His catalog of hits includes a decent amount of "slow and steady" songs, so one might make an assumption that his stage show might not exactly captivate the audience with excitement. This would be a horribly inaccurate assumption. Seger, who donned a sweatband around his silvery locks and smiled with pure joy throughout the entire show, ran around the stage as if it would be his last, giving the audience a performance from the heart.

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Alice Cooper Makes a Ghoulishly Good Valentine's Date

Photos by Violeta Alvarez
Don't Be Afraid of the Boogeyman: Alice Cooper brings the heat.
Alice Cooper
Bayou Music Center
February 14, 2015

Sure, it might not have seemed like a traditional date-night destination.

But scores of couples in the nearly-sold out Bayou Music Center chose to spend the most romantic evening of the year watching a man strangle a nurse with the arms of his straitjacket, attack people with a whip, and run a paparazzi guy clean through with a sword.

He in turn would be electrocuted, beaten, bloodied, jabbed with hypodermic needles, turned into an actual Frankenstein monster, fondle a snake, and then -- of course -- get beheaded.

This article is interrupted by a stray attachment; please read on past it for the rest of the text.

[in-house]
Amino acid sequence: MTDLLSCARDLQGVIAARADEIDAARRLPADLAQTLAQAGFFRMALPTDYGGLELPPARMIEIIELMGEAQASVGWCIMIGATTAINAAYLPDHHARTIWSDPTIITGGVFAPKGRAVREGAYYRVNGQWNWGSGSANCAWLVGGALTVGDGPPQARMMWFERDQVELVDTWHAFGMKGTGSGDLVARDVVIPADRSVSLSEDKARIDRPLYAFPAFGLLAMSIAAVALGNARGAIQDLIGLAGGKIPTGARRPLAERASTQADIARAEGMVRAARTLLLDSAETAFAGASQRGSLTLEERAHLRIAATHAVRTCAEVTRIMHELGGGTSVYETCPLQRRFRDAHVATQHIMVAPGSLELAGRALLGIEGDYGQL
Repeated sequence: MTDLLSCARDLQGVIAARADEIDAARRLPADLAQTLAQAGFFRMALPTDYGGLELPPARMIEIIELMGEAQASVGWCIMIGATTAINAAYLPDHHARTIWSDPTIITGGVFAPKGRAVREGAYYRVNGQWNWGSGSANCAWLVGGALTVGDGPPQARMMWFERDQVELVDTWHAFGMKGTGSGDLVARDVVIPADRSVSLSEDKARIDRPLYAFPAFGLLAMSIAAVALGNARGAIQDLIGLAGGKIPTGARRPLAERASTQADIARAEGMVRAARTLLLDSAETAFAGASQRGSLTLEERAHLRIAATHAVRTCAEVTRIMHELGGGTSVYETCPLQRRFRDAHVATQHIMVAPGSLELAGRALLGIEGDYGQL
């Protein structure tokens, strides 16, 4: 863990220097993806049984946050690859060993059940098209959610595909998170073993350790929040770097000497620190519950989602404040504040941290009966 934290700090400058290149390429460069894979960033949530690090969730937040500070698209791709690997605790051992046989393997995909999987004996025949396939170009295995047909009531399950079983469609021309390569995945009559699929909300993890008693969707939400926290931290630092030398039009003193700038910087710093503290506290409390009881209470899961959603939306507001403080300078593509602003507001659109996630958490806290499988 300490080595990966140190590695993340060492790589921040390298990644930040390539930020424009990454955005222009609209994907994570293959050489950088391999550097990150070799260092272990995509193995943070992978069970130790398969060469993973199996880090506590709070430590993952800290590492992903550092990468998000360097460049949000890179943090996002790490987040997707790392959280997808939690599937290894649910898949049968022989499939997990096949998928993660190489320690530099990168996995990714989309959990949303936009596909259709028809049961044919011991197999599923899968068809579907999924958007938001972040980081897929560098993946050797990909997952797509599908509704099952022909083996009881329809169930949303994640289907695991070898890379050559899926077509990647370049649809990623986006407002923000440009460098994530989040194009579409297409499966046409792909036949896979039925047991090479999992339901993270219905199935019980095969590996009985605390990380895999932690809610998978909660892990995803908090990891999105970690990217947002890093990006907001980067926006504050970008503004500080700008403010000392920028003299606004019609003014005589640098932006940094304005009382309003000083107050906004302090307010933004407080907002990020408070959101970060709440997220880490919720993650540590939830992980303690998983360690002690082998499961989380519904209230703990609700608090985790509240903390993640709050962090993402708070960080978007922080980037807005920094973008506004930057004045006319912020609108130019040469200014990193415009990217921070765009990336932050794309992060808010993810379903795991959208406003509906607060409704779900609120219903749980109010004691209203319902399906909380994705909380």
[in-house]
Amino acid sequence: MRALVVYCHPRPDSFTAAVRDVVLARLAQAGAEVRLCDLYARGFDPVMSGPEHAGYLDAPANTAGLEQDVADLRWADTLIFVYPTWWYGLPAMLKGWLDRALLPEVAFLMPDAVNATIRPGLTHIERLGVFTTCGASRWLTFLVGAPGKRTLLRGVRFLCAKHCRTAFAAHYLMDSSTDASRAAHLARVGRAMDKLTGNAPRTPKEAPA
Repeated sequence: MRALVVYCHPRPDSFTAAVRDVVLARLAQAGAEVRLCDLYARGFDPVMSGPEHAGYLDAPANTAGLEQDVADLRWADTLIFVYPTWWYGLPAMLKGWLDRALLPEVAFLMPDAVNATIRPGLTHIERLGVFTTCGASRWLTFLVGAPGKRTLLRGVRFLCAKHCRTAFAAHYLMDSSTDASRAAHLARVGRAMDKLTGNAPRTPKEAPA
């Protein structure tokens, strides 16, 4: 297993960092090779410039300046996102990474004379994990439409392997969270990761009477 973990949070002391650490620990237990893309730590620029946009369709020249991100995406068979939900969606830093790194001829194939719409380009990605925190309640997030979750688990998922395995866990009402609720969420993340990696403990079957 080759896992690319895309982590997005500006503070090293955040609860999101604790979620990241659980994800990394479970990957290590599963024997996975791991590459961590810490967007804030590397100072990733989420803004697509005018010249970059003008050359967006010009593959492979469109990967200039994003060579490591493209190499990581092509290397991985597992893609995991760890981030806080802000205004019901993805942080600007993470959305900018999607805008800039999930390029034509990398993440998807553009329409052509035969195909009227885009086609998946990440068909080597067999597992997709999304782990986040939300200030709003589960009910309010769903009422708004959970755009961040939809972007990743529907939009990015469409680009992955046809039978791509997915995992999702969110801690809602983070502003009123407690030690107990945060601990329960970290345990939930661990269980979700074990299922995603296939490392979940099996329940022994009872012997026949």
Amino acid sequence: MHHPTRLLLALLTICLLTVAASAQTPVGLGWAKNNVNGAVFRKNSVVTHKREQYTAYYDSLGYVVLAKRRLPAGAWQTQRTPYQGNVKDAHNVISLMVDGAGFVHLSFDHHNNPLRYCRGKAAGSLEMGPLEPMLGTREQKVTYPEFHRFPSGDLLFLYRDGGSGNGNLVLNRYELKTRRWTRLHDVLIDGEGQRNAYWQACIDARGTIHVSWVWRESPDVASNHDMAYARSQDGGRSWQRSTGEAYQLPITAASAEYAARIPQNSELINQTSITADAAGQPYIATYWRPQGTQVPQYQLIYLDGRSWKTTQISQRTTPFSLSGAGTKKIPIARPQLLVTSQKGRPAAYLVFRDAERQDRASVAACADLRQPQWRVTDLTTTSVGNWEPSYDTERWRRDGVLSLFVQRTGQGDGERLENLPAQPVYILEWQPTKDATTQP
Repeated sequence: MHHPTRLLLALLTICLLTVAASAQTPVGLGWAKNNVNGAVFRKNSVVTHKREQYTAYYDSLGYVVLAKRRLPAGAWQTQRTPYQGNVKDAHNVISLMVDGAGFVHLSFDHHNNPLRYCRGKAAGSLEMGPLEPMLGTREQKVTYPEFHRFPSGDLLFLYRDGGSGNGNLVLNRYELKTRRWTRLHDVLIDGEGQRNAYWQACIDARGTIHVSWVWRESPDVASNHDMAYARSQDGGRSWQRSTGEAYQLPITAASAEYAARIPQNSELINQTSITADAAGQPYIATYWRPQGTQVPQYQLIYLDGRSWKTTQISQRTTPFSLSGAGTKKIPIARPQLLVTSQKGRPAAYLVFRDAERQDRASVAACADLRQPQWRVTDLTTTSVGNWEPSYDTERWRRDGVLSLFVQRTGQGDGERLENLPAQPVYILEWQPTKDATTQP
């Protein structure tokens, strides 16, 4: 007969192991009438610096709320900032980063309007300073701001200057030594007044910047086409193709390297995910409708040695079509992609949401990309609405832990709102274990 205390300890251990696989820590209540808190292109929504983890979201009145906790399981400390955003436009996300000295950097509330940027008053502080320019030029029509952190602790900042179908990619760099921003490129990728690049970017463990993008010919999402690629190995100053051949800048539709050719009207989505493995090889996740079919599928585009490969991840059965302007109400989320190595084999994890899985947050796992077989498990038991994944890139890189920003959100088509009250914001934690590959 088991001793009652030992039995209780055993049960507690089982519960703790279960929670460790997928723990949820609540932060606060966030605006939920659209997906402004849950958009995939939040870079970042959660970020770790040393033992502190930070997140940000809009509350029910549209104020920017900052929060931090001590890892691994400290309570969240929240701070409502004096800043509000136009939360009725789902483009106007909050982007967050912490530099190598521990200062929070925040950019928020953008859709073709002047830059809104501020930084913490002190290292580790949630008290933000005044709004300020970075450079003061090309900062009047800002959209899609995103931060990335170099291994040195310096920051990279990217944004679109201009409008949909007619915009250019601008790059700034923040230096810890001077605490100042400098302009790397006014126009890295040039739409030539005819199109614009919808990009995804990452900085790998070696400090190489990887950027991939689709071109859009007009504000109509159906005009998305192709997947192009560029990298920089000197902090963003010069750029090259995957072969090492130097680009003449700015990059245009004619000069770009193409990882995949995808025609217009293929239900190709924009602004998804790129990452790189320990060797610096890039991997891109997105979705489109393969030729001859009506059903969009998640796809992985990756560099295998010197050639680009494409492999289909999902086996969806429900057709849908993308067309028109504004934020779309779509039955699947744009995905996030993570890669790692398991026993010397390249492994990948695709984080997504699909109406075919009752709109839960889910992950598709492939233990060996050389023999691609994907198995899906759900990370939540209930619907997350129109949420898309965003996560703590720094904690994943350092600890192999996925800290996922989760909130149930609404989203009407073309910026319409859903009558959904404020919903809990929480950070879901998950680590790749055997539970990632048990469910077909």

Happy Valentine's Day, Houston!

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The Grateful Dead's Journey Is Far From Over

Don LaVange via Flickr
The cover art of the Grateful Dead's Winterland 1973: The Complete Recordings three-LP set
No Simple Highway: A Cultural History of the Grateful Dead
By Peter Richardson
St. Martin's, 384 pp., $26.99

With 2015 marking the 50th anniversary of their formation, expect a lot of attention paid this year to the musical and cultural legacy of the Grateful Dead. The four surviving members of the classic lineup (Bob Weir, Phil Lesh, Bill Kreutzmann and Mickey Hart) have announced a "that's all, folks!" series of final shows under the banner of "Fare Thee Well" July 3-5 at Chicago's Soldier Field.

According to a published report, the band has already received requests for 350,000 tickets even though the capacity for all shows is just under 200,000 -- and that's just from their in-house mail order service. Phish's Trey Anastasio will fill in on guitar and vocals for the late Jerry Garcia, and Jeff Chimenti (keyboards) and previous Dead compatriot Bruce Hornsby (piano) will augment the lineup.

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Where Houston Beatlemaniacs Get Their Fix

Photo by David Houston/Flickr Commons
David Adickes' giant Beatle statues loom large over the Heights and the rest of Houston.
Not too long ago, in what may have seemed like a huge prank but was totally real, the Internet all but broke when people on the Internet didn't use the Internet to find out who Paul McCartney was. Yep. You read that right. Instead, they took to Twitter to ignorantly claim that Kanye West was about to make some no-name old guy "a star."

Half a century after the Beatles invaded the U.S. and took the world by storm, people on the Internet didn't know who one of the most iconic men from one of the most famous bands in history was. Kids these days, right?